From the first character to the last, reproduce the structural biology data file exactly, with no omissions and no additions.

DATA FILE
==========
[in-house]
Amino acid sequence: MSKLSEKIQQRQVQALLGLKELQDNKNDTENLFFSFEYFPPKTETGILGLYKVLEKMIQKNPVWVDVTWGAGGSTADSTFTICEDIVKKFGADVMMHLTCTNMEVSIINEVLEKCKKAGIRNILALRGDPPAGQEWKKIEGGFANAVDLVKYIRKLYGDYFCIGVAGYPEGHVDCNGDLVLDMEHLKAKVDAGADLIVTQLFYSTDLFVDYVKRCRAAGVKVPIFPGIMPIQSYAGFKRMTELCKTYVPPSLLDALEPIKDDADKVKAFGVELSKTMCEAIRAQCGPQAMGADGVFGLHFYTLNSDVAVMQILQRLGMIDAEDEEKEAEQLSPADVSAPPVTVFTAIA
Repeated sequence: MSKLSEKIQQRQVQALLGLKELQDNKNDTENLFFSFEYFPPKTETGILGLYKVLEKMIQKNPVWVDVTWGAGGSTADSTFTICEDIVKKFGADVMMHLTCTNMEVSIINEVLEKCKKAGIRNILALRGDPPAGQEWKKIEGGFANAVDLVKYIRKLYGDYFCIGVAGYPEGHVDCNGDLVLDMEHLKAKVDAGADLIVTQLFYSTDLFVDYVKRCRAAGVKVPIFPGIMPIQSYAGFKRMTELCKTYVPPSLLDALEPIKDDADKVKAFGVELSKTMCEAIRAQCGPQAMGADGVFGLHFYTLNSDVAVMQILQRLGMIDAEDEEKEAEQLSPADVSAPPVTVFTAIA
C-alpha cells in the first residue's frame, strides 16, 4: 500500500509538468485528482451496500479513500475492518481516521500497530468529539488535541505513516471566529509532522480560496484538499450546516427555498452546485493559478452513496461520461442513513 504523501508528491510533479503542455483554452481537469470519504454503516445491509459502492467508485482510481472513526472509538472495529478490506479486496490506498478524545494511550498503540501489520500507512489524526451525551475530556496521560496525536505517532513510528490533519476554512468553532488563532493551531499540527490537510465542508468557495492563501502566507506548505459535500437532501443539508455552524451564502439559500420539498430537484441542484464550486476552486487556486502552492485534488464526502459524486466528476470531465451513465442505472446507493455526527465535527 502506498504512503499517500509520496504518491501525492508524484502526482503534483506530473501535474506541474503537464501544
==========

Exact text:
[in-house]
Amino acid sequence: MSKLSEKIQQRQVQALLGLKELQDNKNDTENLFFSFEYFPPKTETGILGLYKVLEKMIQKNPVWVDVTWGAGGSTADSTFTICEDIVKKFGADVMMHLTCTNMEVSIINEVLEKCKKAGIRNILALRGDPPAGQEWKKIEGGFANAVDLVKYIRKLYGDYFCIGVAGYPEGHVDCNGDLVLDMEHLKAKVDAGADLIVTQLFYSTDLFVDYVKRCRAAGVKVPIFPGIMPIQSYAGFKRMTELCKTYVPPSLLDALEPIKDDADKVKAFGVELSKTMCEAIRAQCGPQAMGADGVFGLHFYTLNSDVAVMQILQRLGMIDAEDEEKEAEQLSPADVSAPPVTVFTAIA
Repeated sequence: MSKLSEKIQQRQVQALLGLKELQDNKNDTENLFFSFEYFPPKTETGILGLYKVLEKMIQKNPVWVDVTWGAGGSTADSTFTICEDIVKKFGADVMMHLTCTNMEVSIINEVLEKCKKAGIRNILALRGDPPAGQEWKKIEGGFANAVDLVKYIRKLYGDYFCIGVAGYPEGHVDCNGDLVLDMEHLKAKVDAGADLIVTQLFYSTDLFVDYVKRCRAAGVKVPIFPGIMPIQSYAGFKRMTELCKTYVPPSLLDALEPIKDDADKVKAFGVELSKTMCEAIRAQCGPQAMGADGVFGLHFYTLNSDVAVMQILQRLGMIDAEDEEKEAEQLSPADVSAPPVTVFTAIA
C-alpha cells in the first residue's frame, strides 16, 4: 500500500509538468485528482451496500479513500475492518481516521500497530468529539488535541505513516471566529509532522480560496484538499450546516427555498452546485493559478452513496461520461442513513 504523501508528491510533479503542455483554452481537469470519504454503516445491509459502492467508485482510481472513526472509538472495529478490506479486496490506498478524545494511550498503540501489520500507512489524526451525551475530556496521560496525536505517532513510528490533519476554512468553532488563532493551531499540527490537510465542508468557495492563501502566507506548505459535500437532501443539508455552524451564502439559500420539498430537484441542484464550486476552486487556486502552492485534488464526502459524486466528476470531465451513465442505472446507493455526527465535527 502506498504512503499517500509520496504518491501525492508524484502526482503534483506530473501535474506541474503537464501544